Covid cases in China break records as dissent grows amid tight restrictions


China A record number of daily Covid infections were reported on Thursday as a nationwide spike in cases puts pressure on the country’s increasingly unpopular zero-tolerance approach to the virus.

The National Health Commission (NHC) recorded 31,444 cases of local transmission on Wednesday, up from the previous peak of 29,317 recorded on April 13. Months of quarantine in Shanghai.

The surge is fueled by outbreaks in several cities and comes despite the authorities’ refusal to end tight infection control even in the face of a growing – and unprecedented – backlash against their tough approach to incessant lockdowns, quarantines and mass testing mandates.

Meanwhile, a trickle of Covid-related deaths have added even more pressure. Beijing on Wednesday recorded its fourth Covid death since last weekend, along with 1,648 local infections, the third consecutive day of more than 1,000 local cases.

On Thursday, city officials said they were turning a major exhibition center into a makeshift hospital to quarantine and treat Covid patients.

It was just the latest sign that the capital is tightening its grip on Covid. Earlier this week, schools in several districts moved classes online, while Chaoyang – the epicenter of the outbreak in the city and home to many international companies and embassies – urged residents to stay at home and closed restaurants, gyms and beauty salons.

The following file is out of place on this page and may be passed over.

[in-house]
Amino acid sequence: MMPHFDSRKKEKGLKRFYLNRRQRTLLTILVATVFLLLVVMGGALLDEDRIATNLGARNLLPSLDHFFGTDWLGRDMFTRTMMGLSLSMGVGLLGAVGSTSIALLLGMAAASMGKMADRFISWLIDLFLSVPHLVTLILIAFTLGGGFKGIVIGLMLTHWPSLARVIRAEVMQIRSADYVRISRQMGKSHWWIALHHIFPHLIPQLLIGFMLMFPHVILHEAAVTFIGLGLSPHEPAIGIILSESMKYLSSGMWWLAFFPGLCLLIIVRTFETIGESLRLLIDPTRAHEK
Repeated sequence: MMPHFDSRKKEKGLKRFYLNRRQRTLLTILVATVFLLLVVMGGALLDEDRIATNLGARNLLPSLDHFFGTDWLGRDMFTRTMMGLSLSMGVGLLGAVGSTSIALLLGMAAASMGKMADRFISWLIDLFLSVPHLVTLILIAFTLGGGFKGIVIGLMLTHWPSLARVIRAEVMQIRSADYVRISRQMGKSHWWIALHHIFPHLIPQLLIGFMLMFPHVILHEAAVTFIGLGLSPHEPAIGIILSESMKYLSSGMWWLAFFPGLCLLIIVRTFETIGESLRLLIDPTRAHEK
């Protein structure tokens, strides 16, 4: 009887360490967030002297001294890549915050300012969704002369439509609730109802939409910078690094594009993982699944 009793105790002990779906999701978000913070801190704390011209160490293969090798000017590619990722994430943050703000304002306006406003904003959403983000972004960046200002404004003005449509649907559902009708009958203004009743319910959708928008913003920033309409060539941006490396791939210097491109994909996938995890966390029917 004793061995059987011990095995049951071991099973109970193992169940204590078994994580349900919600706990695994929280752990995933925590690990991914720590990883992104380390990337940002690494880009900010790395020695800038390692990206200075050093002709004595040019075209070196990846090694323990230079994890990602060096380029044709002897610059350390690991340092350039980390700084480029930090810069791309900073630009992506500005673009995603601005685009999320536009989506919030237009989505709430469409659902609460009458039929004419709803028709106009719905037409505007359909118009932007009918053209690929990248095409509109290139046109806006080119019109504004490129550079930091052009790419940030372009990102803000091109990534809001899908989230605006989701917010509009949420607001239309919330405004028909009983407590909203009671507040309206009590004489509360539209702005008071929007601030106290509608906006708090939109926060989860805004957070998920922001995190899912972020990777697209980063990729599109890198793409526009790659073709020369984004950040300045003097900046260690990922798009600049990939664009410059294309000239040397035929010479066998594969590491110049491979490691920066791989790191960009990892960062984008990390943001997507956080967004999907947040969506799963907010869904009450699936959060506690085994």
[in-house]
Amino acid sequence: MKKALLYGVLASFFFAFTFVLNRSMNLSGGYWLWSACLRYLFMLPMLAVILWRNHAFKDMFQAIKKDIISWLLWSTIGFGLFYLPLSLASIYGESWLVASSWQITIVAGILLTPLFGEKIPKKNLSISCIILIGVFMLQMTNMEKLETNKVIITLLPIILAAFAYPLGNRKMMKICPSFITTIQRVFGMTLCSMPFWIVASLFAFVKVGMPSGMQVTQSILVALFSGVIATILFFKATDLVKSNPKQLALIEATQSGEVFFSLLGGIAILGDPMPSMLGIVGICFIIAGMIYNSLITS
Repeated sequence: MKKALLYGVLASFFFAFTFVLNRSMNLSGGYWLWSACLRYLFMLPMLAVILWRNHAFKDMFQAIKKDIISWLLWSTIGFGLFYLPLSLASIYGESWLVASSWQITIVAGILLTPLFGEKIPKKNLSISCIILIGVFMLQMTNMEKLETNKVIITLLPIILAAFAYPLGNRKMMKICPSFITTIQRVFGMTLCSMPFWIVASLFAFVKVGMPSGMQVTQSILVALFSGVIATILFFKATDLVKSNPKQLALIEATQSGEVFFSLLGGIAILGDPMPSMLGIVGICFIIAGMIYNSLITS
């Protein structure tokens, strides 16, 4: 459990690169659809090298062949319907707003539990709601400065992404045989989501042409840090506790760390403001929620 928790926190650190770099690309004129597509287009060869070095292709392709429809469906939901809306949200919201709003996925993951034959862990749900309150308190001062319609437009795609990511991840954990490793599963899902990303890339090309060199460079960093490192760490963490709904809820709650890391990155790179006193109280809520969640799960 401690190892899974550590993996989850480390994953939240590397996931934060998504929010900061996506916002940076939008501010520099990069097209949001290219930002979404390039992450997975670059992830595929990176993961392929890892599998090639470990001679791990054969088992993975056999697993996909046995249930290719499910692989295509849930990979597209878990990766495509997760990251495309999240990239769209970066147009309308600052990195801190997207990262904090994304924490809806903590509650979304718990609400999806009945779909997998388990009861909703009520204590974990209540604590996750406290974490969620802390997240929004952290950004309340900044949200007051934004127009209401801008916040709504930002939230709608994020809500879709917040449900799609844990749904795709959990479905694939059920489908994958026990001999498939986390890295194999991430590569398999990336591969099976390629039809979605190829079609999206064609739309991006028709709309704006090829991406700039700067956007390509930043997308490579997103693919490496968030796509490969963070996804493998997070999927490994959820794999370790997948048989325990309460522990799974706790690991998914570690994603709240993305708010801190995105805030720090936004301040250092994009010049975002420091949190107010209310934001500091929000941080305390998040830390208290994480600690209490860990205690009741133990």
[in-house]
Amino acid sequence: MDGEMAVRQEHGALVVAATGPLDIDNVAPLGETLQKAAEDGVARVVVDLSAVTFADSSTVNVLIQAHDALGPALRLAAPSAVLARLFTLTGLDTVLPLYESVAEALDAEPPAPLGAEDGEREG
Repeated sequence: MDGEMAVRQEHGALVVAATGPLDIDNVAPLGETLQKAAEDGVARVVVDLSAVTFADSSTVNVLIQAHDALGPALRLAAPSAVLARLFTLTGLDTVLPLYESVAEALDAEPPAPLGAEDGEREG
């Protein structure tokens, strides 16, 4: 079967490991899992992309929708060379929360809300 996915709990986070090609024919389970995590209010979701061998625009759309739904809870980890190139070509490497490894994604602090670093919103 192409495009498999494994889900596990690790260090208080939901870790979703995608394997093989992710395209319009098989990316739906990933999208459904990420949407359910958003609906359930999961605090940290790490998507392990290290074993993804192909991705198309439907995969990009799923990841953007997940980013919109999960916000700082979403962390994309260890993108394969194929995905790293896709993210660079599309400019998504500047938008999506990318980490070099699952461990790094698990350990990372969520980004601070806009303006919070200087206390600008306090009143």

China, the world’s last major economy still applying strict coronavirus measures, announced limited policy easing earlier this month in what some observers saw as a sign of government acknowledgment of its shortcomings.

It discouraged unnecessary mass testing and overzealous classification of restricted “high risk” areas, lifted quarantine requirements for secondary close contacts, and reduced quarantine for close contacts and international arrivals.

Since the announcement, several Chinese cities have canceled mass Covid tests, but there remains a dizzying array of restrictions for residents to face, especially during outbreaks.

The signs that people are fed up are becoming more dramatic and rare protests broke out in a country where the authorities traditionally suppress any manifestations of dissent.

Protests broke out this week at the world’s largest iPhone assembly plant in Zhengzhou. Video on social media shows workers confronting riot police after authorities attempted to close the facility following the outbreak. This happened a week after some residents of the southern manufacturing center of Guangzhou rebelled against the extension of the regime of self-isolation tearing down barriers and marching through the streets.

The anger of citizens trapped in self-isolation is fueled by recurring problems, such as the inability to access fast medical care or provide enough food and supplies, as well as the loss of jobs and income.